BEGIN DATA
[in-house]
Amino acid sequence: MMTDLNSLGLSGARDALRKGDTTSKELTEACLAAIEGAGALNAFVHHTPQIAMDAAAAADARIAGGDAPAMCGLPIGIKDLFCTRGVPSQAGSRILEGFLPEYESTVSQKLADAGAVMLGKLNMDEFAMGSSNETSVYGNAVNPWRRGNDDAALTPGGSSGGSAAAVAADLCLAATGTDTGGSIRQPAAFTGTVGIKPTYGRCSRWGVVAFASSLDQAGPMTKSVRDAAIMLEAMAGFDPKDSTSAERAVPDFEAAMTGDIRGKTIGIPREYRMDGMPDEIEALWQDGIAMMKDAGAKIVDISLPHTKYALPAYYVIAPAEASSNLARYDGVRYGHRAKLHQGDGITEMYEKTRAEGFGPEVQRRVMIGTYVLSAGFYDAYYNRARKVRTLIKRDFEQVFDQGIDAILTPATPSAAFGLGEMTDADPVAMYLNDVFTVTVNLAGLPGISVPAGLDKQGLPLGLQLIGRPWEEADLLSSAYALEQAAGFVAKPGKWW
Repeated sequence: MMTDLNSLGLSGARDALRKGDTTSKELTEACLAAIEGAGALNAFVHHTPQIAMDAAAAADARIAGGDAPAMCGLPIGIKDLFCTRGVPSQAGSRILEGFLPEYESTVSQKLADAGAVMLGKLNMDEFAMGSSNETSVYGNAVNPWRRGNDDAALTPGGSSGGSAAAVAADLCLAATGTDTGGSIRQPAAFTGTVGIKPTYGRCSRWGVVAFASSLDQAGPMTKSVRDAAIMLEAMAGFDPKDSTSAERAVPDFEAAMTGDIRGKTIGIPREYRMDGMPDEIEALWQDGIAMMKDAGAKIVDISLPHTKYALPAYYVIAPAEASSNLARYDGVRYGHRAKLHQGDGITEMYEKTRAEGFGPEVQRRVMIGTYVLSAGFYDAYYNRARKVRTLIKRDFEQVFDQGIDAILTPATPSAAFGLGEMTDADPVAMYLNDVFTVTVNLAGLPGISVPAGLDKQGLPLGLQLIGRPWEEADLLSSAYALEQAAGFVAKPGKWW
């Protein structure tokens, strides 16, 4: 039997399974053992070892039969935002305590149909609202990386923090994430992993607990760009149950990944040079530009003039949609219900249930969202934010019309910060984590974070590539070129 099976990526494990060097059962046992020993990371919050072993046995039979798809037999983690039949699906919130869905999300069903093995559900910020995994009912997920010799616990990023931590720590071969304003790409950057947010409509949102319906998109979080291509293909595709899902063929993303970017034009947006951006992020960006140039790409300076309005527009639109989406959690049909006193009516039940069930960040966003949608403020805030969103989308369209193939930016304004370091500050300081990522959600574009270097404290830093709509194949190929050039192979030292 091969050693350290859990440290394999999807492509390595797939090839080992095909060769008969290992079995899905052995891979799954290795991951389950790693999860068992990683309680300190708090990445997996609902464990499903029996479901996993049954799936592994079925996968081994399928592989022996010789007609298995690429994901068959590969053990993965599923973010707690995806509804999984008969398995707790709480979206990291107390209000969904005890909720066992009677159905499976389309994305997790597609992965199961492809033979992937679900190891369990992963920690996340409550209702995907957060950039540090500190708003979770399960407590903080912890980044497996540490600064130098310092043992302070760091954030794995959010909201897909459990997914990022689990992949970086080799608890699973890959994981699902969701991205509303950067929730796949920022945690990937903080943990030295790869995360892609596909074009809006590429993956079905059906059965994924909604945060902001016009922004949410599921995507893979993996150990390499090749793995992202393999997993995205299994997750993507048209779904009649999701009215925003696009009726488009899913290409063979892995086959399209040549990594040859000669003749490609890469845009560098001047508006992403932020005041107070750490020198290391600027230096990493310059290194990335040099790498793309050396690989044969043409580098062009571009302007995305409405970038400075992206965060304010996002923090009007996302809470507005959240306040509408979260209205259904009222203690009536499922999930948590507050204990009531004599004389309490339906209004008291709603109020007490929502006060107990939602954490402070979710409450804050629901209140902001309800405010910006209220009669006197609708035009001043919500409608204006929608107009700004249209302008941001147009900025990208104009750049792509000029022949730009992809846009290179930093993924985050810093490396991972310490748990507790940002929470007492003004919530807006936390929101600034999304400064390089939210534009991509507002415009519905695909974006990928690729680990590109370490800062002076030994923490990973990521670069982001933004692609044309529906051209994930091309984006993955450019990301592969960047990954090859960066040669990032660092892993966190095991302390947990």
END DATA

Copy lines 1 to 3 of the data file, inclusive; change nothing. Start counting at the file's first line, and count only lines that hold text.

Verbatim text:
[in-house]
Amino acid sequence: MMTDLNSLGLSGARDALRKGDTTSKELTEACLAAIEGAGALNAFVHHTPQIAMDAAAAADARIAGGDAPAMCGLPIGIKDLFCTRGVPSQAGSRILEGFLPEYESTVSQKLADAGAVMLGKLNMDEFAMGSSNETSVYGNAVNPWRRGNDDAALTPGGSSGGSAAAVAADLCLAATGTDTGGSIRQPAAFTGTVGIKPTYGRCSRWGVVAFASSLDQAGPMTKSVRDAAIMLEAMAGFDPKDSTSAERAVPDFEAAMTGDIRGKTIGIPREYRMDGMPDEIEALWQDGIAMMKDAGAKIVDISLPHTKYALPAYYVIAPAEASSNLARYDGVRYGHRAKLHQGDGITEMYEKTRAEGFGPEVQRRVMIGTYVLSAGFYDAYYNRARKVRTLIKRDFEQVFDQGIDAILTPATPSAAFGLGEMTDADPVAMYLNDVFTVTVNLAGLPGISVPAGLDKQGLPLGLQLIGRPWEEADLLSSAYALEQAAGFVAKPGKWW
Repeated sequence: MMTDLNSLGLSGARDALRKGDTTSKELTEACLAAIEGAGALNAFVHHTPQIAMDAAAAADARIAGGDAPAMCGLPIGIKDLFCTRGVPSQAGSRILEGFLPEYESTVSQKLADAGAVMLGKLNMDEFAMGSSNETSVYGNAVNPWRRGNDDAALTPGGSSGGSAAAVAADLCLAATGTDTGGSIRQPAAFTGTVGIKPTYGRCSRWGVVAFASSLDQAGPMTKSVRDAAIMLEAMAGFDPKDSTSAERAVPDFEAAMTGDIRGKTIGIPREYRMDGMPDEIEALWQDGIAMMKDAGAKIVDISLPHTKYALPAYYVIAPAEASSNLARYDGVRYGHRAKLHQGDGITEMYEKTRAEGFGPEVQRRVMIGTYVLSAGFYDAYYNRARKVRTLIKRDFEQVFDQGIDAILTPATPSAAFGLGEMTDADPVAMYLNDVFTVTVNLAGLPGISVPAGLDKQGLPLGLQLIGRPWEEADLLSSAYALEQAAGFVAKPGKWW